I can tell if someone has HIV.  You can be HIV-positive and not have any symptoms for up to 10 years.  A person with HIV may not show any symptoms for up to 10 years. Since HIV affects each person differently, many people with HIV can look and feel healthy for years. The only sure way to know is to get tested.

I can get HIV/AIDS by sharing food with someone positive.  You cannot "catch" HIV/AIDS by the following:
  • Breathing the same air as someone who is HIV-positive
  • Touching a toilet seat or doorknob handle after an HIV-positive person
  • Drinking from a water fountain
  • Hugging, kissing, or shaking hands with someone who is HIV-positive
  • Sharing eating utensils with an HIV-positive person
  • Using exercise equipment at a gym
You can get it from infected blood, semen, vaginal fluid, or mother's milk.

It is no big deal.  AIDS can be cured.  While many make claims of miraculous cures, the sad truth is there is no cure for HIV and AIDS. Be careful of claims or cures and miracles. If it sounds too good to be true it probably is. There is no cure for HIV or AIDS and there are no vaccines to prevent HIV infection. 


I'm not at risk because I use a condom.  Birth control methods protect against having a child and transmission of sexually transmitted diseases, it does not insure that one will not contract AIDS.  However, a condom should be used anyway if one or both are HIV positive.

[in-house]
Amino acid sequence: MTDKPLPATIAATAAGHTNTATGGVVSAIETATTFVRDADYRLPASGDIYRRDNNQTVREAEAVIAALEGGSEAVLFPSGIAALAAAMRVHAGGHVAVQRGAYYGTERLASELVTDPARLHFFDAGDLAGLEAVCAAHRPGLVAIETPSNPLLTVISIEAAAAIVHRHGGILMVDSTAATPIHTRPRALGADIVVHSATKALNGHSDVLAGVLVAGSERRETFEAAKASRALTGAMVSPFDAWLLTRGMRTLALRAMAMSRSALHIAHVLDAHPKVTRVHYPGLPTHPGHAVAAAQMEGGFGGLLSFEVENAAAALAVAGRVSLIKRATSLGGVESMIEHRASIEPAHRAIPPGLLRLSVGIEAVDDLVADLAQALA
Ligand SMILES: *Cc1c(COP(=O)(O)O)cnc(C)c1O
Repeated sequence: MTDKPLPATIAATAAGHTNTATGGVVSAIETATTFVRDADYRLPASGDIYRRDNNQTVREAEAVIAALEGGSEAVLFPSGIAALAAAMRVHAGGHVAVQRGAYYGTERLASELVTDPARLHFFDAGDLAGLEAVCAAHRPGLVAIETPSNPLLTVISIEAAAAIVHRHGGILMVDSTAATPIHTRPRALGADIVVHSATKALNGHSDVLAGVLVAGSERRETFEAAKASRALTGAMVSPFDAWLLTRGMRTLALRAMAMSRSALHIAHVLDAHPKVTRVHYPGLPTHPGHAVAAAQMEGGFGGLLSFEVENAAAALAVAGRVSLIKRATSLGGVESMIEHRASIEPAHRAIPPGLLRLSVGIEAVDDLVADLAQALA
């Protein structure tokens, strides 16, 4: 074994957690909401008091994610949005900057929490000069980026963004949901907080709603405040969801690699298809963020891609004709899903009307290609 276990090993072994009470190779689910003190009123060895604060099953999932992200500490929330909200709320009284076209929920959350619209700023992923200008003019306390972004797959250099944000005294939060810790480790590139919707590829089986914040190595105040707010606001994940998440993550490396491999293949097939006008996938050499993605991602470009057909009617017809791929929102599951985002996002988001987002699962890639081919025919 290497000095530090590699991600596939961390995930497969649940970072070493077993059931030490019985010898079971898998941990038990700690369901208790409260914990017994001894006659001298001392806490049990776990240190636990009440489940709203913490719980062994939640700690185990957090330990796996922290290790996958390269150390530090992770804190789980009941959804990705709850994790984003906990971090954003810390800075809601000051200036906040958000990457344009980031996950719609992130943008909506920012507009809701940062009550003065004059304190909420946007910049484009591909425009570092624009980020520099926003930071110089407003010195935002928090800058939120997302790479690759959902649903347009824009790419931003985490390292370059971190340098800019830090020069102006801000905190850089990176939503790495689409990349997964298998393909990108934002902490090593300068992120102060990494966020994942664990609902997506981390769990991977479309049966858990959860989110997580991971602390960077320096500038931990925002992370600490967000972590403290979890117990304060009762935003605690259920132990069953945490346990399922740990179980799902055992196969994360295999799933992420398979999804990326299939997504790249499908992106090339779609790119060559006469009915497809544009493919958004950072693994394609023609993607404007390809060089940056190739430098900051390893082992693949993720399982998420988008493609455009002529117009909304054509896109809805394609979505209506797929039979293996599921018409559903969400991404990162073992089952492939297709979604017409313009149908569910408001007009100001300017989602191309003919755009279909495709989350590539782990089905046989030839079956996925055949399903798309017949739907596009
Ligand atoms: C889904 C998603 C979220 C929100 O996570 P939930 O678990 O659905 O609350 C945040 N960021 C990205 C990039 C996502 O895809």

It is estimated that more than 20 percent of the one million-plus people living with HIV nationally do not even know they have been infected.  People often don't get tested because they didn't want to know. If you catch HIV early enough, you don't have to develop AIDS. Indeed, since the first federal announcement regarding Acquired Immune Deficiency Syndrome 30 years ago, antiretroviral therapy has made it possible to delay progression from HIV infection to AIDS, significantly prolonging patients' lives.

Estimates suggest that one-in-five people living with an HIV infection does not know it. And between 2001 and 2007, one third of people diagnosed with HIV had developed AIDS within the next 12 months -- in spite of the fact that the benefits of testing and early treatment are widely known. Finding out their status so late keeping them from getting key antiretroviral therapy as soon as possible.

Left untreated, most people develop AIDS within 10 years of an HIV infection. Research has also shown that people who are unaware of their infection are three-and-a-half times more likely to transmit HIV.

Conversely, the CDC estimates that a 25-year-old who is diagnosed with HIV after seeking out testing and subsequently receives high-quality care will live 39 additional years.  'People need to know that this is all preventable, and we don't need to see new cases. With diagnosis, it's a treatable disease. No one has to get AIDS. '

GET TESTED FOR HIV